Monthly Archives: March 2010
Leg warmers. Banana clips. Jean jackets. As a child of the eighties, I considered receiving each of these a huge achievement…for that moment, anyways.
Only one of these remains in my possession – the jean jacket bought in 1991 as the music world was moving from hair bands to grunge. Though worn and torn at one of the shoulders, as I discovered while dressing for last year’s Bruce Springsteen concert, I cannot bear to rid myself of it.
After a torturous shopping session, Mom decided that my sister should be the one to accompany me on the mission for a new spring jacket as I turned fifteen. After all, my sister was much less removed from fifteen than Mom, right? She knew what I really wanted – that jean jacket – just as she must have coveted those Dr. Scholl’s clogs a decade earlier. (You see, as much as I am a child of the eighties, my sister is a child of the seventies…)
I cannot remember doing much shopping with my sister after the search for the jean jacket. Soon, she became busy with going back to school and having children. Even as I chose to attend college in the small city where she lived and also attended college, it didn’t happen often enough for me to remember. To be honest, though, as I wore that jean jacket while Homecoming float building or during pub crawls, I could not escape the thought of my sister across town as she was building her family.
Immediately following those college years, I moved a thousand miles away. There were years when the jacket didn’t fit me physically due to weight gain. There were years when it didn’t fit me emotionally as we struggled to build an adult relationship as sisters.
I cannot separate myself from it, I cannot toss it in a garbage bag, no matter how worn and torn it becomes. The jean jacket reminds me of my big sister. It smells like her, it feels like her.
(This is written for Genie’s Living Out Loud project, this month’s theme being a favorite piece of clothing, or jewelry, or shoes…and why we are attached to the good memories it brings.)
When I first entered the blogging scene, all that I wanted to focus on was diabetes. The whole dealing with a young type 2 diabetes diagnosis, the whole dealing with a husband with type 1 diabetes who had recently experienced a hypoglycemic seizure, that’s what it was all about. That is where I needed support.
Later, I made public my fights with anxiety and seasonal depression, seeing them as integral to maintaining good control of blood glucose levels. It took awhile before I acknowledged my problems with using alcohol to relieve social anxiety, too.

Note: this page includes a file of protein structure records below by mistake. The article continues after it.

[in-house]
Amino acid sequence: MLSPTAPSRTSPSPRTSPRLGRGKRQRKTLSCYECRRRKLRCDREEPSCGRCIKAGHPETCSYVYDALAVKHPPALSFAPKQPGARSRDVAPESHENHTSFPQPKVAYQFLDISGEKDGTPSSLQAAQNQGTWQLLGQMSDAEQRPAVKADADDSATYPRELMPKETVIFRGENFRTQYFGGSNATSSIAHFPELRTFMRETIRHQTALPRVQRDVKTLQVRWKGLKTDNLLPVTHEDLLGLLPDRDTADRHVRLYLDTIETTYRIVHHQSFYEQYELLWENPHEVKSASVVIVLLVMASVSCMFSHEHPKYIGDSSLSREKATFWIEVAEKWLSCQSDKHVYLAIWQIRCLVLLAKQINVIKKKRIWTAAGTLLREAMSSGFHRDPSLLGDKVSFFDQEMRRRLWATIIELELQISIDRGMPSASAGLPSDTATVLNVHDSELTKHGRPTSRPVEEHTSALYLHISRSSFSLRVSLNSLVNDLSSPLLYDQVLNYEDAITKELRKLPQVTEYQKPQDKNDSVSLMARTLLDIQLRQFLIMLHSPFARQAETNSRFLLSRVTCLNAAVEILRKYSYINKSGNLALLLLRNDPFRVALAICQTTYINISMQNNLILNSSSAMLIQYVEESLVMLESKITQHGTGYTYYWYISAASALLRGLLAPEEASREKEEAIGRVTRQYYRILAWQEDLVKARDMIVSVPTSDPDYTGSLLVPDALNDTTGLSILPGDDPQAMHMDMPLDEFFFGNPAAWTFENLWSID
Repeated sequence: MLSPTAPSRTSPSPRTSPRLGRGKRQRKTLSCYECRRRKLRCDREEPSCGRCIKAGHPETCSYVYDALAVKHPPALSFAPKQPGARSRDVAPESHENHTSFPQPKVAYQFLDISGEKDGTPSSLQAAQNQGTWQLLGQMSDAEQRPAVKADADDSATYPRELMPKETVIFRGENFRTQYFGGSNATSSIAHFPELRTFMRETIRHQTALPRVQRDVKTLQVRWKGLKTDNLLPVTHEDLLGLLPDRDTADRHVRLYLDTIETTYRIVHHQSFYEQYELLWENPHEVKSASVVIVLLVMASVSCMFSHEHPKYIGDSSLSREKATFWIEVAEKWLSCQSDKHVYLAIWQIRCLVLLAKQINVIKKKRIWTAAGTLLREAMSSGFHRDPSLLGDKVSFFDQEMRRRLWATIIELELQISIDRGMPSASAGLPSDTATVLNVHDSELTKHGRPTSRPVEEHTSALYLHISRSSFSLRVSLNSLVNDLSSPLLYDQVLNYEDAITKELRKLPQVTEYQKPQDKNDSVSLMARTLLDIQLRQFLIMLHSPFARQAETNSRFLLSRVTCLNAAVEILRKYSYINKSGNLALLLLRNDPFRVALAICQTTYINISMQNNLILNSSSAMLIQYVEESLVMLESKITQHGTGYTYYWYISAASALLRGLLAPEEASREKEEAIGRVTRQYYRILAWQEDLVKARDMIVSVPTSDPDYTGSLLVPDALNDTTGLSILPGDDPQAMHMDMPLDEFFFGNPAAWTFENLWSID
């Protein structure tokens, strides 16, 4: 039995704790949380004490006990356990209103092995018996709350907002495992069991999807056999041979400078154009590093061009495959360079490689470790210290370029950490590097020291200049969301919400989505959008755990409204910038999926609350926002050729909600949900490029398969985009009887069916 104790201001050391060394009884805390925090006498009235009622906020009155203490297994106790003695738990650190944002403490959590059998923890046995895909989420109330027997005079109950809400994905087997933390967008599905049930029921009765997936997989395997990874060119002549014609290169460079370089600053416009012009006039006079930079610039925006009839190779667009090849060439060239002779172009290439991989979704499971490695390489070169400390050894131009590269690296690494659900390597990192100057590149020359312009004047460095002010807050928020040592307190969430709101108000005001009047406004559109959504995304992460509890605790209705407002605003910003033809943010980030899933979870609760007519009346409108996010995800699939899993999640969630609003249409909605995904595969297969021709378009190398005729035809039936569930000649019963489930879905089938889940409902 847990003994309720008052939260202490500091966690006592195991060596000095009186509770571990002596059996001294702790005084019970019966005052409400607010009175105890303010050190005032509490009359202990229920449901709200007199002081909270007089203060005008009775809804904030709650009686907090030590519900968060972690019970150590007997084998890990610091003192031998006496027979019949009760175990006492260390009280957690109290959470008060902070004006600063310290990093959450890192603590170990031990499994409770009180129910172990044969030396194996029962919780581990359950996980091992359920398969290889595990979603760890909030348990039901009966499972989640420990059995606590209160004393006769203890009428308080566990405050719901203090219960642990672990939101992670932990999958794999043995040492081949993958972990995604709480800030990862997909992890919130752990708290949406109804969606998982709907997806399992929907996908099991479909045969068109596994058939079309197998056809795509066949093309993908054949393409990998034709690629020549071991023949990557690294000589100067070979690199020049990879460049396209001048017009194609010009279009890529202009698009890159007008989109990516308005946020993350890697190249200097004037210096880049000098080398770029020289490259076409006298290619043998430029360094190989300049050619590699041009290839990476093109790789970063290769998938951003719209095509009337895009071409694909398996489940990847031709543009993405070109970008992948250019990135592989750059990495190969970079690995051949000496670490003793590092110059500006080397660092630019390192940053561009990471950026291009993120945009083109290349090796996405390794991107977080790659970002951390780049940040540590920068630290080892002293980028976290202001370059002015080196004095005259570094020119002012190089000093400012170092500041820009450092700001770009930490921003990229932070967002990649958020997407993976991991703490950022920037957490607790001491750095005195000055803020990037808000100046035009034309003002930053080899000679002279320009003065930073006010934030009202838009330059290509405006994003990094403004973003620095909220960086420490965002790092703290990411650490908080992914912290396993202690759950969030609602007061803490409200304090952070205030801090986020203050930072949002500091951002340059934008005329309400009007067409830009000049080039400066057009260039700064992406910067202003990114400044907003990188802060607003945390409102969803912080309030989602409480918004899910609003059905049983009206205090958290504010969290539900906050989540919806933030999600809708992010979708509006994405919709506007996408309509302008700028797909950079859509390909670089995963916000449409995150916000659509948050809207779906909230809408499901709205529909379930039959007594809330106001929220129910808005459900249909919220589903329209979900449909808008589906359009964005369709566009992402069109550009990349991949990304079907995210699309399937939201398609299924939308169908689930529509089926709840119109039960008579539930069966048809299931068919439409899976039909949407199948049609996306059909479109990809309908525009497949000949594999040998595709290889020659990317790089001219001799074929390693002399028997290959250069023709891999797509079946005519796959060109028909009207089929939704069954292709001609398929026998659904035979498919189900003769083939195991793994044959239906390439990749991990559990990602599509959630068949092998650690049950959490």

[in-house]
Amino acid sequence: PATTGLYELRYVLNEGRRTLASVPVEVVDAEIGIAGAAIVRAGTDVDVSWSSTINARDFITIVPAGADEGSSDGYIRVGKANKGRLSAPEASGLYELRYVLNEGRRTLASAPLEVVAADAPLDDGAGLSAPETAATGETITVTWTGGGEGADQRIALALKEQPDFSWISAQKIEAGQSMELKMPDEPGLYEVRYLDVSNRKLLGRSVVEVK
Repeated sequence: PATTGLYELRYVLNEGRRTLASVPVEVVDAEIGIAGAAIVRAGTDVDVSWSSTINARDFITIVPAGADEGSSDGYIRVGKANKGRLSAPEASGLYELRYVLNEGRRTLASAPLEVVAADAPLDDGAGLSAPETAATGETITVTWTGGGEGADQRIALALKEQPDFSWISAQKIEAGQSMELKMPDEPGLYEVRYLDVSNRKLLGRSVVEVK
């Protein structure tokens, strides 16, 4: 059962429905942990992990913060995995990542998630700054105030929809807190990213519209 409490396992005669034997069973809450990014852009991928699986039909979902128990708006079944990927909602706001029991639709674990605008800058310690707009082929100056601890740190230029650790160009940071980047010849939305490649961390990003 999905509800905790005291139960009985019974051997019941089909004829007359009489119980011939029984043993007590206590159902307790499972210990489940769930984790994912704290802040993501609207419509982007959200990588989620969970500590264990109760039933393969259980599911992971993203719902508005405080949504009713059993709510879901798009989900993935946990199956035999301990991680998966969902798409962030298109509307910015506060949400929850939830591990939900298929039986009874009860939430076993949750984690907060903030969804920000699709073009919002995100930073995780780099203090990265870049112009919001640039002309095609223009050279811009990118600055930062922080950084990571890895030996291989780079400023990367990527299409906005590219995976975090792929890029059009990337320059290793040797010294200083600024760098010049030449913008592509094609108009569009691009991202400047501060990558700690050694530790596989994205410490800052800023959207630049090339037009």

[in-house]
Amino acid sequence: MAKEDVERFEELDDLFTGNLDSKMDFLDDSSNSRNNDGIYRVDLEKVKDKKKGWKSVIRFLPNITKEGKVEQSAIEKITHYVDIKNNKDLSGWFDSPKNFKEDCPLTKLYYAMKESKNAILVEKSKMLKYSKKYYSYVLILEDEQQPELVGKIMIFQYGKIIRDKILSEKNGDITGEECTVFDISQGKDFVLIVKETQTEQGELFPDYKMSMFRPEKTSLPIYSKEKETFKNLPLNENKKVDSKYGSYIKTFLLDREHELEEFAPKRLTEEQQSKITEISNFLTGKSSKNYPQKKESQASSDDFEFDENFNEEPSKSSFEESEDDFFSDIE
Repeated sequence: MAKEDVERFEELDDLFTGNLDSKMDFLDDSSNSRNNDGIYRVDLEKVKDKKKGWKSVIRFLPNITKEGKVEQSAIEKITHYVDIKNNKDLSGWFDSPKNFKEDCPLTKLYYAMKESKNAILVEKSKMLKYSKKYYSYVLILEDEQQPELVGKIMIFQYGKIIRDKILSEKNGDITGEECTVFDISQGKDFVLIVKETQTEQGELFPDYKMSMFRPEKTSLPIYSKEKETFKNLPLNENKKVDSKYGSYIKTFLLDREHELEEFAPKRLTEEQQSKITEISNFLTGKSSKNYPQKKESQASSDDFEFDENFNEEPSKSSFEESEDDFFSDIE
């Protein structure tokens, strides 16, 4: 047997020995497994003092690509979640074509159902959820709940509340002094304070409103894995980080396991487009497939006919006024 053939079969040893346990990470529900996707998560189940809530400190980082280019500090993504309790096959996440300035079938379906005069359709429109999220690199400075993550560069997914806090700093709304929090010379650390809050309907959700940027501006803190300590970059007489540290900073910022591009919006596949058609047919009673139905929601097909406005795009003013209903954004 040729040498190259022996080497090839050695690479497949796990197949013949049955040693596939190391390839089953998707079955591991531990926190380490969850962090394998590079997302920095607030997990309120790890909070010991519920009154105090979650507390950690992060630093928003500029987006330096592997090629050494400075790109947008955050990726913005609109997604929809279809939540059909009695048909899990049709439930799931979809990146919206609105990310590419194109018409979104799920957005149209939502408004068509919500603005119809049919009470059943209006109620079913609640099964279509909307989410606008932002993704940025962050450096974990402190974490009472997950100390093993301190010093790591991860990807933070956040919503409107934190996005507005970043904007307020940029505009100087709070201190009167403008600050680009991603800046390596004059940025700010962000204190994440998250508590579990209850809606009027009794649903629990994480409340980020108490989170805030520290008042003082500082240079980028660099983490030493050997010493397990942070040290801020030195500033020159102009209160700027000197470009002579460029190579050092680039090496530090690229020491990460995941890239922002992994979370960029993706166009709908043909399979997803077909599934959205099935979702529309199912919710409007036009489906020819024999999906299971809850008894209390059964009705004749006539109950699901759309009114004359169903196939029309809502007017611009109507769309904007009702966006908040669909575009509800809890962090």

Yet the most significant chronic condition I kept to myself for much too long. I could empathize with others like Jenni and Sarah and Loolwa who experience chronic pain because I, too, was experiencing it. Not necessarily daily or weekly, but absolutely monthly.
I noted the first instances of lower left quadrant pain at ovulation in early 2003. Within a few months, an ultrasound was performed that found nothing and I felt labeled as a hypochondriac. Still, that pain came back month after month, anywhere from a couple days to the full two weeks between ovulation and menstruation. (Except of course, when I wasn’t ovulating at all due to an errant thyroid left untreated.) I accepted this as normal and just part of being female.
What caused last December’s pelvic abscess is a mystery – another dermoid cyst on the right ovary that ruptured or appendicitis or even diverticulitis could be the culprit. The pain started out like normal, at ovulation, lower left quadrant. However, it lasted through menstruation and was nearing a second ovulatory period when it spread to the right side and the fever spiked that led to emergency surgery. This was off the charts. This was abnormal.
All I know now is that the dermoid on the left ovary is still troublesome and I am counting down the days until they can go in again to remove Mr. Dermoid along with the “just in case” appendix. I have had enough of the “normal pain”, too.
Why? I lost another day of work to chronic pelvic pain yesterday. A free Olive Garden lunch provided at work on Thursday (read: processed food) led to an abnormal instance of lower left quadrant pain along with other symptoms reminiscent of last December’s events (read: inflammation). It goes to show that processed food does a number not only on my blood glucose levels and anxiety, but also my chronic pain.
While I can avoid processed food, it will not completely alleviate my chronic pelvic pain. I know that another surgery may not even help, that I may be doomed to this condition the rest of my life. I can be optimistic, I can hope, I can pray that it will work.
And if not, there are people out there living amazing lives in spite of chronic pain after whom to model my own life.